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ON THE BLOCK COLLECTIVE

 
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What Does "On The Block" Mean?

 

Visibly Displaying the Gospel, Vocalizing the Gospel, and Vehemently Defending the Gospel

 

When I sit on my stoop in Camden, NJ, one of the worst neighborhoods in America, I see a people marked by brokenness and abandonment.  I see the pains of a city formed from the long term neglect of people, agencies and sadly even the Church.

I grew up loving the block. I love the people and the family dynamic that included all races that dwelled there. The corner store owner, the Barber, the garbage man, the drunk dude who everyone knew. All were ingredients of this imperfect, perfect community.  

The block was a place for impromptu water-hydrant pool parties and creatively invented inner/city games like “freeze-tag” and “hot-peas & butter.” It was here that we discovered hope. The surprising joy of being united with neighbors in prayer for the community. The benefactors of grace when a few people stepped in with resources and events to raise the morals in the poverty stricken streets that often turned to violence.  It’s the block that I came to love and call home.  

That atmosphere of hope was largely from the investment and commitment of a few to infuse and instill hope in future success and joy through suffering as Block dwellers journeyed to the future with dreams and ideas of making it.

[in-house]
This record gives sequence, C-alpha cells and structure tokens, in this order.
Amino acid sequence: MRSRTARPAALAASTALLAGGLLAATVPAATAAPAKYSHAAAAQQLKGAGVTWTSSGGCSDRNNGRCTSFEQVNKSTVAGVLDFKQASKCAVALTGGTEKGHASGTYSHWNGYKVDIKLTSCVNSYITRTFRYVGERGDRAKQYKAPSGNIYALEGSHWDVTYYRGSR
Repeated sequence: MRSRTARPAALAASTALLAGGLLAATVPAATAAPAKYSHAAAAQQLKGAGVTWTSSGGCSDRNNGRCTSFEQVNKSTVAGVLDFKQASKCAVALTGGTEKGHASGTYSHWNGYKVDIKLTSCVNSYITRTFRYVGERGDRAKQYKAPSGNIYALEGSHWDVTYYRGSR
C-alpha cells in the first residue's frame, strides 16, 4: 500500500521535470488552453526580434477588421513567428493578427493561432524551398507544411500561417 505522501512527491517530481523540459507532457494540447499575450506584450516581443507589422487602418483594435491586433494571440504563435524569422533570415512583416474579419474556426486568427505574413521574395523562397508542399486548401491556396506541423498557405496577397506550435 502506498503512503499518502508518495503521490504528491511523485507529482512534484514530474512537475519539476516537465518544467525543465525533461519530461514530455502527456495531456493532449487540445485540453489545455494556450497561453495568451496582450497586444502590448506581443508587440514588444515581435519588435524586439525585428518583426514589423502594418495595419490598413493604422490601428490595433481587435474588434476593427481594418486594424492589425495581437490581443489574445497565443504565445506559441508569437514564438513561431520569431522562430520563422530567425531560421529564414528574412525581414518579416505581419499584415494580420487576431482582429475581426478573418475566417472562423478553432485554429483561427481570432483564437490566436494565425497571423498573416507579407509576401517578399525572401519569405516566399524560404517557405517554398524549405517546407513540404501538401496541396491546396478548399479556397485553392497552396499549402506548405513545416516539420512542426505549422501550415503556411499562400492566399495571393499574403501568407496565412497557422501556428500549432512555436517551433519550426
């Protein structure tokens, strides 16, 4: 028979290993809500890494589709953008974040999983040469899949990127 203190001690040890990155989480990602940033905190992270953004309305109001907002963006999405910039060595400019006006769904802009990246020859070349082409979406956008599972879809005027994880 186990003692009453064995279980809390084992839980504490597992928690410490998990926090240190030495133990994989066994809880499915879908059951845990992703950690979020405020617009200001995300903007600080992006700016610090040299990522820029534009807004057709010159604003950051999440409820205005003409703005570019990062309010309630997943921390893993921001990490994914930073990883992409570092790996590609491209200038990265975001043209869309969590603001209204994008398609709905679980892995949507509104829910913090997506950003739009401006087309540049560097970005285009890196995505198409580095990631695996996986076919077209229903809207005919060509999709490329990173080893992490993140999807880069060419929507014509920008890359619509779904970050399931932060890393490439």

For me On the Block is a concept that embodies the "hope in despair" motif that I often experienced on the Block, not just with the success of making it out of the Ghetto but seeing the block transformed by the Grace of Christ. My ministry in places like Kensington, North Philadelphia, and presently Camden NJ we have sought to be on the block as a team of urban missionaries embodying a community atmosphere centered in sharing, standing on, and showing off Jesus in the context of the hopelessness of the inner/city. 

 

 
 
 
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Visibly Displaying the Gospel

The Gospel is the message of Jesus perfectly lived life, sacrificial death on a rugged cross and rose triumphant over the natural laws of death.  This is the message we proclaim in life and lips.

For us on the Block is a constant and clear commitment to visibly display the Gospel of Jesus in both proclamation and practice.  We show the love of God in our commitment to love the folk on the block unconditionally.  We don’t agree with illegal drug use and sales--at all.  We are not advocates for posting fights on World Star Hip Hop and nor do we find it amusing or entertaining.  We are not Universalist that say we all worship the same God.  We love the people on the Block and we live out the Gospel missionally on the Block that we might be in position to lead someone to the saving Knowledge of Jesus.  We are at the mercy of the sovereignty of God in salvation and yet we want to do our part by, as the Apostle Paul says in 1st Corinthians 9:22-23, “To the weak I became weak, that I might win the weak. I have become all things to all people, that by all means I might save some.  I do it all for the sake of the gospel, that I may share with them in its blessings.”